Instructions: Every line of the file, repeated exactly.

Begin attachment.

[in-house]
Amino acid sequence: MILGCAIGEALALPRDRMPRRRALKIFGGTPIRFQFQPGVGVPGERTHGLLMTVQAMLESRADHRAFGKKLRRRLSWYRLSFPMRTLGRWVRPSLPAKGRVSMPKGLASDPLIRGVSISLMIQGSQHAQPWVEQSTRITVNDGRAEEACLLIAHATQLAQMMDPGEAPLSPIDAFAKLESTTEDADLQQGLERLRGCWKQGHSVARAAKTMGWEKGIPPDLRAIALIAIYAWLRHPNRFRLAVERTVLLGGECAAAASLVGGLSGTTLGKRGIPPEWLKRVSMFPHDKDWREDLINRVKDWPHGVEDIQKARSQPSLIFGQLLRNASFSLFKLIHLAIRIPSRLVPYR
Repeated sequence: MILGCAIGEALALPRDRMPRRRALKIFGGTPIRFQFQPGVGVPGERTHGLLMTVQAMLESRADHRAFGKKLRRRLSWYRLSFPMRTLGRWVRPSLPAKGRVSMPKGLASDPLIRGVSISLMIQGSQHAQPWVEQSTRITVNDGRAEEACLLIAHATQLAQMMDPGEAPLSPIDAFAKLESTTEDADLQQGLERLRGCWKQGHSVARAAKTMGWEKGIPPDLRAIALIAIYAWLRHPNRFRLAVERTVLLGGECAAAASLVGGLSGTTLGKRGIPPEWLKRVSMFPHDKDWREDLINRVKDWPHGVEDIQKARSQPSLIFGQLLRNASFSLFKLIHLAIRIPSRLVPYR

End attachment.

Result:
[in-house]
Amino acid sequence: MILGCAIGEALALPRDRMPRRRALKIFGGTPIRFQFQPGVGVPGERTHGLLMTVQAMLESRADHRAFGKKLRRRLSWYRLSFPMRTLGRWVRPSLPAKGRVSMPKGLASDPLIRGVSISLMIQGSQHAQPWVEQSTRITVNDGRAEEACLLIAHATQLAQMMDPGEAPLSPIDAFAKLESTTEDADLQQGLERLRGCWKQGHSVARAAKTMGWEKGIPPDLRAIALIAIYAWLRHPNRFRLAVERTVLLGGECAAAASLVGGLSGTTLGKRGIPPEWLKRVSMFPHDKDWREDLINRVKDWPHGVEDIQKARSQPSLIFGQLLRNASFSLFKLIHLAIRIPSRLVPYR
Repeated sequence: MILGCAIGEALALPRDRMPRRRALKIFGGTPIRFQFQPGVGVPGERTHGLLMTVQAMLESRADHRAFGKKLRRRLSWYRLSFPMRTLGRWVRPSLPAKGRVSMPKGLASDPLIRGVSISLMIQGSQHAQPWVEQSTRITVNDGRAEEACLLIAHATQLAQMMDPGEAPLSPIDAFAKLESTTEDADLQQGLERLRGCWKQGHSVARAAKTMGWEKGIPPDLRAIALIAIYAWLRHPNRFRLAVERTVLLGGECAAAASLVGGLSGTTLGKRGIPPEWLKRVSMFPHDKDWREDLINRVKDWPHGVEDIQKARSQPSLIFGQLLRNASFSLFKLIHLAIRIPSRLVPYR